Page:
The Reader 65
Our first edition of 2017 and a special Anniversary Issue to mark 20 years of The Reader magazine.
Between the colourful covers of this quarter's edition there's the usual medley of voices, some new, some familiar, kicking off discussions about writer's houses, the importance of colour, chronic pain, the poet Edward Thomas, as well as a wealth of new poetry and fiction to be devoured.
James Aitichison, Jane Bonnyman, Martin Malone and Nausheen Eusef provide an impressive selection of new poems while Brian Nellist casts an eye back to George Herbert's catalogue for The Old Poem.
The Poet on Her Work this issue is Julie-ann Rowell, who writes about the personal connection she felt to the anguish and injustice suffered by Jean McConville's family. Abducted and murdered by the IRA in 1972, McConville's body was only discovered in 2003 but it brought no sense of closure to her children, who had been fostered separately after her death - one boy suffering abuse in a home run by The Christian Brothers. For Rowell, poetry "shouldn't play it safe; it should address all aspects of life, however difficult, but always with heart."
"For me, when subjects present themselves to be written about they are rarely straightforward."
Turning to fiction, there's an intriguing short story from Ilana Baram who explores a series of odd encounters between two schools girls and a boy "with a rubbery grin" in The Stalker. And we look back on an Old Story from Mrs. Henry Wood.
Born in 1814, Ellen Price as she was then, took over the editorship of Argosy, a literary magazine, after the death of her husband. At a time when women writers were less common, Price wrote to feed her family, publishing her most famous novel East Lynne in 1861. In Issue 65, Brian Nellist explores her story Lease, The Pointsman.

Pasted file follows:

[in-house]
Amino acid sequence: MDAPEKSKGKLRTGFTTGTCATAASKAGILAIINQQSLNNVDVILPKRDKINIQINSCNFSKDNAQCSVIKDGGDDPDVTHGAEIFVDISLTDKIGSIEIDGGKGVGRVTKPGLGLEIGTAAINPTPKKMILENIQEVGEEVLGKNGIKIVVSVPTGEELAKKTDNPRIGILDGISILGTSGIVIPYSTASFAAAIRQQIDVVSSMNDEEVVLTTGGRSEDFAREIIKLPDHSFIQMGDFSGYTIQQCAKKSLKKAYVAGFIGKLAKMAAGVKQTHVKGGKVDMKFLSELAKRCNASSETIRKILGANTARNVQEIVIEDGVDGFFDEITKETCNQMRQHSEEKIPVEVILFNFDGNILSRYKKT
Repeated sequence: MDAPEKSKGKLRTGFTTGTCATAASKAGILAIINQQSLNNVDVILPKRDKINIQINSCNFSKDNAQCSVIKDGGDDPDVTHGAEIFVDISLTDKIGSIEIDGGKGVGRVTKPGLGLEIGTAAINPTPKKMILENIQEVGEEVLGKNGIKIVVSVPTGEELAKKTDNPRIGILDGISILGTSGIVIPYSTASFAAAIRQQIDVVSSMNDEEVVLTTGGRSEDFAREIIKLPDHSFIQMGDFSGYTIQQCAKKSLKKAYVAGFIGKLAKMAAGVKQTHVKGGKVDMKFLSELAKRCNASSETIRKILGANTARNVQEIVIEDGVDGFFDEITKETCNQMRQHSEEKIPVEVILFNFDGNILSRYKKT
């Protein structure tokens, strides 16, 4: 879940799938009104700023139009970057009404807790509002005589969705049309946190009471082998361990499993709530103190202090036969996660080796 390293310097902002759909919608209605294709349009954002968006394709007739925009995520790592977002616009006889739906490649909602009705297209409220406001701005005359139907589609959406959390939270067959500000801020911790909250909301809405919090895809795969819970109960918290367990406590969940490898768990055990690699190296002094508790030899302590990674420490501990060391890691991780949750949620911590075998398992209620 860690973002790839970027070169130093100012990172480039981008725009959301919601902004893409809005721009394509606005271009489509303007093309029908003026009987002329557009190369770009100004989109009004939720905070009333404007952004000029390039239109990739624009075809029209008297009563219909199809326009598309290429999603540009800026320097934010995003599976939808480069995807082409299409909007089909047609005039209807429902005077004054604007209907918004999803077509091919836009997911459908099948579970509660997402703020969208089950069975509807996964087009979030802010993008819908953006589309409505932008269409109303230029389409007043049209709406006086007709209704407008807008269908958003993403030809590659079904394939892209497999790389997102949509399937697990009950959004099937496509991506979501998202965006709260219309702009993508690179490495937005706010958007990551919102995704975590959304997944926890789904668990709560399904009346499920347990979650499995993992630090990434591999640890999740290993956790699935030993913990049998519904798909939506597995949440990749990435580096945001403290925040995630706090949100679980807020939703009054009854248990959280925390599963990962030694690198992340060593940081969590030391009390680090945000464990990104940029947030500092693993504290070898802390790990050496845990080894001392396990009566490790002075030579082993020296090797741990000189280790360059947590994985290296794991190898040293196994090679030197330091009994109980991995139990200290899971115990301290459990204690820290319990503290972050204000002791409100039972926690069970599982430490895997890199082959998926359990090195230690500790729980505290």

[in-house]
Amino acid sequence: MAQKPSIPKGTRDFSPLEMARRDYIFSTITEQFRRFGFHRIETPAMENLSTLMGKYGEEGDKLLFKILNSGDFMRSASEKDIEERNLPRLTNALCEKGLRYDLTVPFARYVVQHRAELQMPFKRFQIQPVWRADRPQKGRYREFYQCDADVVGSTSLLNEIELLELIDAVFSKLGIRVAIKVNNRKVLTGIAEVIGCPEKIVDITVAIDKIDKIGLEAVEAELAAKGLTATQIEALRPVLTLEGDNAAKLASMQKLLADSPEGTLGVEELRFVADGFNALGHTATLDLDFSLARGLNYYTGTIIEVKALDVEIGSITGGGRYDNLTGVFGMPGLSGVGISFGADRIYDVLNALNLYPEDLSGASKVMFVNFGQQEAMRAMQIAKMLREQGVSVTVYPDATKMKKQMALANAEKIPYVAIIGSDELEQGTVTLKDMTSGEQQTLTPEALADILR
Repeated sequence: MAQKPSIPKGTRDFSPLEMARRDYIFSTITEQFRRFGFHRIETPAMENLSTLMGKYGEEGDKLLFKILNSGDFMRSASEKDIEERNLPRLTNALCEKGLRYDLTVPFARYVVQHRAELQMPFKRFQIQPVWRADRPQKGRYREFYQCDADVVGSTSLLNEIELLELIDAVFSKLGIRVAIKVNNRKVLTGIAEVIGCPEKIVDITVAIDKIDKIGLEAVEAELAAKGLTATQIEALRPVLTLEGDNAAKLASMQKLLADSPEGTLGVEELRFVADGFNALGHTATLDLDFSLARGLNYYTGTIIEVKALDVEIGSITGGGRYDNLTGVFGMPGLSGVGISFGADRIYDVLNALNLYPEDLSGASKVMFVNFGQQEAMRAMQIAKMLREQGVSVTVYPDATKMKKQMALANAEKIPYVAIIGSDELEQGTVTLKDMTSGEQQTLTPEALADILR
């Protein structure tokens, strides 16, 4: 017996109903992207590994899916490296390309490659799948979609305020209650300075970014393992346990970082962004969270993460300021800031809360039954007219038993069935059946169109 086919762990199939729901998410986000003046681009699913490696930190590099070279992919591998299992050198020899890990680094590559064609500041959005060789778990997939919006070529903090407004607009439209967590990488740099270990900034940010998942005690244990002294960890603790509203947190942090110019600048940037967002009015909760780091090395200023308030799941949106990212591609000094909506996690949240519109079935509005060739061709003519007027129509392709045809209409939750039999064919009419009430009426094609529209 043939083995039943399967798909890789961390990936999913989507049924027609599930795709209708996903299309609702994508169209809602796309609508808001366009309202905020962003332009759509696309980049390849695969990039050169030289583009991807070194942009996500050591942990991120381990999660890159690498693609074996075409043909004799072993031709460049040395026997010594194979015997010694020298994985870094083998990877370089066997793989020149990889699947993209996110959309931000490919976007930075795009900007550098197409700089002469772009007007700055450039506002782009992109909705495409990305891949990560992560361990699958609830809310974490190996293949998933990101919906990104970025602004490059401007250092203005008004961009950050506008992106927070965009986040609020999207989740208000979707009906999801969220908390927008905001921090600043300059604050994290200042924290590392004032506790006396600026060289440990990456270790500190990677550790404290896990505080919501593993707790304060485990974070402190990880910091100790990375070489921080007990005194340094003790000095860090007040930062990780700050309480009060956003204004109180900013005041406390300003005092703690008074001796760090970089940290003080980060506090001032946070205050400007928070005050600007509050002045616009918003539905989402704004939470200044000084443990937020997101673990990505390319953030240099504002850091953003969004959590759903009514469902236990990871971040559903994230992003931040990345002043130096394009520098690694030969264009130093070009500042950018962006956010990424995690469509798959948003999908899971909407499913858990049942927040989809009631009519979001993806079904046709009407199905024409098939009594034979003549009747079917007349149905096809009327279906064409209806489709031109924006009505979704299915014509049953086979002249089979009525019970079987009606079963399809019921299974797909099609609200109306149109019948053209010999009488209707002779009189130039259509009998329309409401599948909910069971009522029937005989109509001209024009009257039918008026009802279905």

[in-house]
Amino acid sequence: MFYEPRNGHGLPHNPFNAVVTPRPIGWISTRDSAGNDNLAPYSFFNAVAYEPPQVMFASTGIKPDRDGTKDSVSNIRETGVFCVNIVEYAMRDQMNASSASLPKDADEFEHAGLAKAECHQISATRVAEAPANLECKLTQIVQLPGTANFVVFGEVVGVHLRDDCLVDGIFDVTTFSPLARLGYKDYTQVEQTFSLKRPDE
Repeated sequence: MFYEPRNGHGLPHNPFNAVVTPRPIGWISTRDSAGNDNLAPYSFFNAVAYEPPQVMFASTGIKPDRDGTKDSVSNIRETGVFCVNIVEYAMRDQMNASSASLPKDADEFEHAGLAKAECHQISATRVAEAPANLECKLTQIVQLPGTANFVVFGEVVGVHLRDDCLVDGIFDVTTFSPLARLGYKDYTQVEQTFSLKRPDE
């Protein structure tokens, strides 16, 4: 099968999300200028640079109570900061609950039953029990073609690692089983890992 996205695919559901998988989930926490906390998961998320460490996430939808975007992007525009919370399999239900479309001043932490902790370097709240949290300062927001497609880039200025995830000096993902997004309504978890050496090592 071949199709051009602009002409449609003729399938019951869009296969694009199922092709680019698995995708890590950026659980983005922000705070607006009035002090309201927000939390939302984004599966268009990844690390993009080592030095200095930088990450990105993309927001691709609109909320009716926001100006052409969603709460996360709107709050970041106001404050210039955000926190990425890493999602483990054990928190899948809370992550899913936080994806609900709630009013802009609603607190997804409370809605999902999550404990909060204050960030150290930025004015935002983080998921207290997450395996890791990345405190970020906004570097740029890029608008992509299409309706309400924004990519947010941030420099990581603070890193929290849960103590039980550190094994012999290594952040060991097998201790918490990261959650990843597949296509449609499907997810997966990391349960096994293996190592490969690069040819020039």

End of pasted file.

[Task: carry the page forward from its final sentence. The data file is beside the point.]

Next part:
"South Crabb was not much of a place at best. A part of it, Crabb Lane, branching off towards Massock's brickfields, was crowded as a London street. Poor dwellings were huddled together, and children jostled each other on the door-steps. Squire Todhetley said he remembered if when it really was a lane, hedges on either side and a pond that was never dry."
Mrs Henry Wood, Lease, The Pointsman
Shared Reading is at the heart of this quarter's Interview, with Kate McDonnell, Head of Reading Excellence at The Reader, speaking to Jim Ledson and Andy Jones, pain medicine consultants at Royal Liverpool and Broadgreen University Hospital.
Kate, who contracted rheumatoid arthritis as a teenager, delivers a Shared Reading group at Broadgreen Hospital for people living with chronic pain. The group is part of a study by The Centre for Research into Reading, Literature and Society (CRILS), which explores the impact Shared Reading can have for people experiencing chronic pain.
"My thoughts about Shared Reading and chronic pain have changed as I've become more involved. Initially I thought, yes, that would be a great benefit to people who are socially isolated and who will be able, through it, to have some sort of group dynamic and shared experience with others who have chronic pain. I realised quite quickly that there was an awful lot more going on."
Jim Ledson, pain medicine consultant, Royal Liverpool and Broadgreen University Hospital
In this quarter's essays, Kassia St Clair writes about the historical roots behind her new book The Secret Lives of Colour, published by John Murray, and Rebecca Reynolds explores our fascination with the homes of writers, so often transformed into museums. Reynold's book Curiosities from the Cabinet is out now, with all profits going to the UK museum sector.
There are recommended reads shared by David Constantine, Matthew Hollis, Jan Marsh, Frank Cottrell Boyce, Charlotte Weber, Brian Nellist and Angela Macmillan. As well as regular features from Ian McMillan, Enid Stubin and quizzes and crosswords to be enjoyed.
If you’re already a Reader Magazine subscriber you can expect Issue 65 to arrive on your doormat very soon. Otherwise you can buy this issue or any of our back issues on our website.
Issue 65 costs £6.95
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